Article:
Awesome! You're about to become a GitLab developer! Make sure you've checked out our handbook beforehand, so you get a feeling of how we work at GitLab. Below you'll find everything you need to start developing. If something is missing, add it (as goes with everything at GitLab)!
We have multiple GitLab environments.
On those instances, please enable the performance bar by pressing p then b (even on production.)
Then, read how to use and enable the production Canary on GitLab.com.
To start development, follow the instructions for the GitLab Development Kit.
GitLab consists of many subprojects. A curated list of GitLab Repositories can be found at the GitLab Engineering Projects page.
Almost all repositories are available on both GitLab.com and dev.gitlab.org. We also mirror to dev.gitlab.org for availability reasons and GitHub for historical reasons.
All issues should be filed on GitLab.com.
If you need a VPS for any reason, it's probably easiest to set one up at DigitalOcean. Ask another developer for access.
Read the developer security documentation prior to working on a security issue.
One of GitLab's strengths is its high quality of software. To achieve this we've introduced some requirements to all source code that is contributed. All requirements are mentioned in the Contribution guide. Make sure you read and follow it.
GitLab can be installed through an Omnibus package or from source on different Linux distributions and macOS. In order to maintain portability, we need to avoid adding extra dependencies and use of exotic database extensions. Every time you choose between changes in the application code or adding new dependencies, you should give priority to the first because this is easier to maintain and set up. If you still need to bring new dependencies to GitLab, ask another developer or the CTO for advice.
In GitLab all code should go through a review process before it can be merged. Make sure you submit a merge request for any changes you've made. When the merge request is ready, it should be assigned to someone else on the team. This person is then responsible for reviewing your code and merging it. Optionally, you can request another developer to help or review by writing a comment. If a merge request is not assigned, it will probably be ignored and create unnecessary delays.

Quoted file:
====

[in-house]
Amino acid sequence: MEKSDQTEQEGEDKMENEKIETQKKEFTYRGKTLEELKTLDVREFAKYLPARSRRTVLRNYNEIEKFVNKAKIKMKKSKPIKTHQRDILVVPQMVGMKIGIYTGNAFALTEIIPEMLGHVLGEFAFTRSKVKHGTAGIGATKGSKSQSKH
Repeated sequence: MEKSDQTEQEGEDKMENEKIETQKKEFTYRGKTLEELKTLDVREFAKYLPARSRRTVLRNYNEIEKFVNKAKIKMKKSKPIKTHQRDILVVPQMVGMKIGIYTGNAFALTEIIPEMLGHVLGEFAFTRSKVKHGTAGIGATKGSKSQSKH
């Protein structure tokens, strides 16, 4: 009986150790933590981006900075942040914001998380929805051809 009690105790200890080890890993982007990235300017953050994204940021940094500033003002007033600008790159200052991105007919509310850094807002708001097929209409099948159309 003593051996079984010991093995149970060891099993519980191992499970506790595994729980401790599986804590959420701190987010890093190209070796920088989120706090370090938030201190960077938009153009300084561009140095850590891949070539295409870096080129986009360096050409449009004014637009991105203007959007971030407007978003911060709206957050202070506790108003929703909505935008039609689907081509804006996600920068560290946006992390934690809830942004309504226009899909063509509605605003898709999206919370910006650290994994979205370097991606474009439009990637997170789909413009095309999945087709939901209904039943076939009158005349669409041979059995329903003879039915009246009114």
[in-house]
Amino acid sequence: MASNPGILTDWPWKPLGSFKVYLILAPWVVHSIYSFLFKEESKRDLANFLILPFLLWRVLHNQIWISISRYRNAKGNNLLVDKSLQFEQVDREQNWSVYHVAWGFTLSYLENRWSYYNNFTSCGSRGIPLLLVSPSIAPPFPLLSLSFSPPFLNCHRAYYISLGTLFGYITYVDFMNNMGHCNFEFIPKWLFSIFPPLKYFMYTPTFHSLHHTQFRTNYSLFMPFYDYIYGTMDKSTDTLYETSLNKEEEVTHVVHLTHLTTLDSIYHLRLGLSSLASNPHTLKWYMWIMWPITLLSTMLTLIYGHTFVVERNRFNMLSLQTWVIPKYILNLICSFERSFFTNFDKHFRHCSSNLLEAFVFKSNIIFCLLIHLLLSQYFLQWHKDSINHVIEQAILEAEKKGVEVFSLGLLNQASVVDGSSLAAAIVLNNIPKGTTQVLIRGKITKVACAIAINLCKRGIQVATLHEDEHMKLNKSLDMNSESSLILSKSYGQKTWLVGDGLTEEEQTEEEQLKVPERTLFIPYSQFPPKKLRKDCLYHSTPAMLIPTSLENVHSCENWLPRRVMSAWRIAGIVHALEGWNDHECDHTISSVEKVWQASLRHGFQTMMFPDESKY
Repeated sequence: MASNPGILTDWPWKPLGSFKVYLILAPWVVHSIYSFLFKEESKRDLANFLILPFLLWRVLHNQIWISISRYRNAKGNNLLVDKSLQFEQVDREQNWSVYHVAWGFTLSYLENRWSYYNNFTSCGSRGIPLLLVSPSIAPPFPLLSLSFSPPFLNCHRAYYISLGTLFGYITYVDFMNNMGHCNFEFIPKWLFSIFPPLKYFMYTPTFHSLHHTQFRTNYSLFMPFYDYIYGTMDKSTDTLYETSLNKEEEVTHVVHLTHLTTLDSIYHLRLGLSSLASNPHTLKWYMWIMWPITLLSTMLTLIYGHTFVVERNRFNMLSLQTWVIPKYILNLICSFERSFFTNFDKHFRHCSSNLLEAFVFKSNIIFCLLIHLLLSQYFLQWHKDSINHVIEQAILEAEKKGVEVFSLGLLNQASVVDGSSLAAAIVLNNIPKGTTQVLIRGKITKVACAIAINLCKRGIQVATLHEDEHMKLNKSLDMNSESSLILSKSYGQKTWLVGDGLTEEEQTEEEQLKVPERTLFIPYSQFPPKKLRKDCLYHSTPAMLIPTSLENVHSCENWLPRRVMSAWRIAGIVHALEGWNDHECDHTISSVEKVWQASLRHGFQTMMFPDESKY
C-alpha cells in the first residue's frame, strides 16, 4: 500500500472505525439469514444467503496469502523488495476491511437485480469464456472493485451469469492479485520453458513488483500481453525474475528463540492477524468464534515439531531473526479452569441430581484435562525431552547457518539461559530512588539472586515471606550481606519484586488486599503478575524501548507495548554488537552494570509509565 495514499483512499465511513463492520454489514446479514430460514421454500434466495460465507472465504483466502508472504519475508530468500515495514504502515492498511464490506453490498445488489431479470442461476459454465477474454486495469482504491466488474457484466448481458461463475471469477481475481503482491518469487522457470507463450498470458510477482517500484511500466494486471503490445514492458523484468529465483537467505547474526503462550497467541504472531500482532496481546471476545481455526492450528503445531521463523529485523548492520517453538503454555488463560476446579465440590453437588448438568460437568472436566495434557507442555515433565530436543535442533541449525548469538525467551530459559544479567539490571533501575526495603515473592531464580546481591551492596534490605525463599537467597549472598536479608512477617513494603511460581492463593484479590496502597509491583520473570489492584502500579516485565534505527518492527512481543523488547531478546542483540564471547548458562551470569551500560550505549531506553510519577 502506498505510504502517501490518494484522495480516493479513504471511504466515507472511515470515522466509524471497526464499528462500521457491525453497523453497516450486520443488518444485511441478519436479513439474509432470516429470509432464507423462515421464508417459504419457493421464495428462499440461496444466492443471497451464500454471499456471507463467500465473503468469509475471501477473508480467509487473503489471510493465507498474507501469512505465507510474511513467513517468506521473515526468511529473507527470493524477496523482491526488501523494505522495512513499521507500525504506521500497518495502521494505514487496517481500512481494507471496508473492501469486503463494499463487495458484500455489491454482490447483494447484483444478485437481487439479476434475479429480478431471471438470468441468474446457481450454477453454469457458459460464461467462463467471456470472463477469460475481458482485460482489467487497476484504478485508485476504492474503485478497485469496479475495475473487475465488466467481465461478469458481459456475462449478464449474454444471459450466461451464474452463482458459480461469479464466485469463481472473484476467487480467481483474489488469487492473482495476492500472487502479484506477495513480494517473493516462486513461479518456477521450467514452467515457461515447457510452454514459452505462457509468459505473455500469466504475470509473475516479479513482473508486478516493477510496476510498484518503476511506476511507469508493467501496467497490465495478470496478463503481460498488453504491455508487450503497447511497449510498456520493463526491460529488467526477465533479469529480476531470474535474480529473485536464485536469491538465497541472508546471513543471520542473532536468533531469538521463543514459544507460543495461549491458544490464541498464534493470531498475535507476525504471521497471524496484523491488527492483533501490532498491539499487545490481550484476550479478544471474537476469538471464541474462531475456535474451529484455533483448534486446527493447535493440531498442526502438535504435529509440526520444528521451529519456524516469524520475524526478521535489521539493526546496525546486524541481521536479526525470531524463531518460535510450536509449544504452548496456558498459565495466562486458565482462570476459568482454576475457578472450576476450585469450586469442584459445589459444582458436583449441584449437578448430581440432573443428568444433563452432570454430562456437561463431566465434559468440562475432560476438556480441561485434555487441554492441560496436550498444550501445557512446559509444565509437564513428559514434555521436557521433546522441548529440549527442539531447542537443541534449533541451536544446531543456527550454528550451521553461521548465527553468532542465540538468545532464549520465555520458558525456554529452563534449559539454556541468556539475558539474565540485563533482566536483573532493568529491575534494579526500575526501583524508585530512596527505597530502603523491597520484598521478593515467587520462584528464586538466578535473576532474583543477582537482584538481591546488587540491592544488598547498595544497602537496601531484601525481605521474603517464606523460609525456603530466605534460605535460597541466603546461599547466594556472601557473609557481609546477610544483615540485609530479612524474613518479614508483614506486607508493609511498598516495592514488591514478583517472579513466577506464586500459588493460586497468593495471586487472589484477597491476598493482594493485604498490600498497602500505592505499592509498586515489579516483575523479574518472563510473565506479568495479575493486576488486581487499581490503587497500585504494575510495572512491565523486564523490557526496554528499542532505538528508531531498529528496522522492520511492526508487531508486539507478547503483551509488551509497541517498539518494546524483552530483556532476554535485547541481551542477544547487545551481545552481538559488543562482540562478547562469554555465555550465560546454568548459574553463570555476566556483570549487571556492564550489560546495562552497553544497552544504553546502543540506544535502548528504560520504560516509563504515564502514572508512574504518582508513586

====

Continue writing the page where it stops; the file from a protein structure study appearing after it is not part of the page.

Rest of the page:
Don't work on one task for multiple days before submitting a merge request. Even the biggest task can be split into smaller tasks. Try to submit a merge request for each part of the functionality. This means that we expect multiple merge requests per week from you. Smaller merge requests are more likely to receive good feedback and will get merged sooner.
Unless the change is very minor, or is fixing a bug that was introduced in the
same version, create a changelog entry using the
Changelog Git commit trailer.
Do not include your name in the entry as we only do that to give recognition to
GitLab EE requires a license key to be used.
Team members should open an issue
GitLab_Team_Member_License_request template. In the issue, request for a license that is valid for a year, and provide "Developer on-boarding"
as the reason for a longer expiration.
When publishing gems for GitLab, you should:
gitlab-qaRubyGems.org user. The user credentials can be found in the 1password
Adding it to the list of Gem Owners on RubyGems.org. You can also do this from a command line with the
gem tool. For example, run this command to make the
gitlab-qa user a co-owner:
$ gem owner <gem_name> --add gitlab-qa
Gem projects should use the shared CI/CD config
to release and publish new gem versions by adding the following to their
include: - project: 'gitlab-org/quality/pipeline-common' file: '/ci/gem-release.yml'
Note that this will include access token configuration inherited from the
gitlab-org group, which will
be used to upload the gem package to rubygems.org.
Make sure to create a
v0.0.0 tag if you don't already have any SemVer tag so
that the auto-release can compute the diff when releasing the actual first version of the gem.
This job will handle building and publishing the gem, as well as creating the tag, release and populating its release notes by
using the Generate changelog data API endpoint.
For instructions for when and how to generate a changelog entry file, see the dedicated Changelog entries page.
To ease the release process, you could also create a
.gitlab/merge_request_templates/Release.md MR template with the same content
as in the
(make sure to replace
gitlab-styles with the actual gem name).